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Review: Ashlea Wessel’s Tick (A Post-Pandemic Vampire Thriller)

Tick is an even more torturous and bleak version of Let the Right One In and Stake Land. Shot under Grumpy Bones Bones Pictures and Post No Joes Productions, and based on the screenplay by Ashlea Wessel, Tick takes place in a small, post-pandemic society where vampires are in hiding or are forced to pay for being who they are. When a whole city street seemingly decides to fight back against the oppressive regime, a young girl is forced into the wilderness on her own and now she must confront all the evils in the world. In a thematic short film from director Ashlea Wessel, the vampires clearly embody the minority, the downtrodden, the misunderstood, while the patrolmen and volunteers represent the bullies and fear mongers. It’s a hard realization, and a point of social commentary, when you realize that – though classified as monsters – the vampires are far from the evil perpetrators in Tick. Ava Close, Alexander De Jordy, Allison Brooks, Brooke Debassige, Tal Zimerman and Kolin Davidson star in this incredible short film that recently screened at Toronto After Dark.

The film’s title, Tick, is the word that humans use in a derogatory sense when speaking of or to members of the vampire community. Although we only get a thirteen minute look into the world envisioned by Ashlea Wessel, it looks like vampires are abiding by the rules and trying to blend in with society. Or, worse, they’re just trying to hide and be left alone. Imagine having that life shattered by violent young men employed by the government, who take your resources and donations while armed with UV light omitting flashlights. It’s no surprise that pockets of vampires would fight back against those who want them locked in cages or killed, so Tick is just as much of a dark thriller and dark drama as it is an action horror film. It strays away from Twilight pitfalls and classic stereotypes to paint a modern version of vampires that all can enjoy. It gives you someone to root for while giving you theme after theme among the angst and bloodshed. Really valuable storytelling from Ashlea Wessel and an impressive performance from the film’s lead, Ava Close.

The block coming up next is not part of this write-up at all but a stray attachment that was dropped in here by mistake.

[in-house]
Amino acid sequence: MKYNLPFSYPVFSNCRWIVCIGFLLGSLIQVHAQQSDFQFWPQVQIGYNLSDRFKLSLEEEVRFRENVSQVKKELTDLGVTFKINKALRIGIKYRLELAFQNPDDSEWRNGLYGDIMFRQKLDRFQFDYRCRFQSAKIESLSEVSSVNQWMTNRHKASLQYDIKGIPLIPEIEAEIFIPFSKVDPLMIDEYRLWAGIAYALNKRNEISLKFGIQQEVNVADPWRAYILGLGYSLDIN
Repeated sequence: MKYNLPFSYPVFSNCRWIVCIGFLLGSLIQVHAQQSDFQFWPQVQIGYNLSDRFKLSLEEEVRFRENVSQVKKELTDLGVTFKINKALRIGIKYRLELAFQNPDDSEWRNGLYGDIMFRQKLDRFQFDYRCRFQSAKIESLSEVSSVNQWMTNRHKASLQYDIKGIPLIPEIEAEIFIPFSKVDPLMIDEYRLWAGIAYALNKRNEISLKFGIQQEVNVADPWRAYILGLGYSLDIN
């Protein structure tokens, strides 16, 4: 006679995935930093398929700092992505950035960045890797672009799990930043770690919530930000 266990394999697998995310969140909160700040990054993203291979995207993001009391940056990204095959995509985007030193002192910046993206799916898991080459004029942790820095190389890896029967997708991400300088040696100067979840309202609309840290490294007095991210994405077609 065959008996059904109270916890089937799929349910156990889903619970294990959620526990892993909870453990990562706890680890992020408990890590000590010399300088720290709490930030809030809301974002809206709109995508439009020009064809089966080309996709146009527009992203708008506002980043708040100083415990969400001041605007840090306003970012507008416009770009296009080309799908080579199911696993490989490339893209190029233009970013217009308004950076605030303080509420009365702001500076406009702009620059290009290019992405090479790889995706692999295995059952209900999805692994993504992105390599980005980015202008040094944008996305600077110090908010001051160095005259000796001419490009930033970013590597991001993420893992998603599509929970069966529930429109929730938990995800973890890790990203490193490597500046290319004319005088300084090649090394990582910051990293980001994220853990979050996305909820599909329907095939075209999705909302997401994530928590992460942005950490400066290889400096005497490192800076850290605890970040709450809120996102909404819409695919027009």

As a production, Tick was solid. The scores fit perfectly in every sequence and the pace jumped around in climactic ways. It’s picture is crystal clear in the beginning, and dips a bit in quality as the world spirals out of control. My only complaint with the behind-the-scenes work, and with this short film in general, is the way they carried out the light omitting flashlights. The effects just didn’t do it for me, and the vampires showed no sign of pain outside of screaming. Tick was produced by Ashlea Wessel and Kevin Burke, and features cinematography by Wessel and editing by Burke. The duo certainly worked well together, and it’s no surprise that Tick is doing well in the film festival circuit. It’s imaginative, dark as Hell and lets vampires shine as people and as predators. With a nod to world politics between the bloodshed, suspense and drama, Tick is so much more than a common vampire flick. It was superb in its depiction of family, loneliness, and acceptance. Horror with a point, or two. I’ll take it!

Final Score: 7.5 out of 10.

Written by Michael DeFellipo

(Senior Editor)

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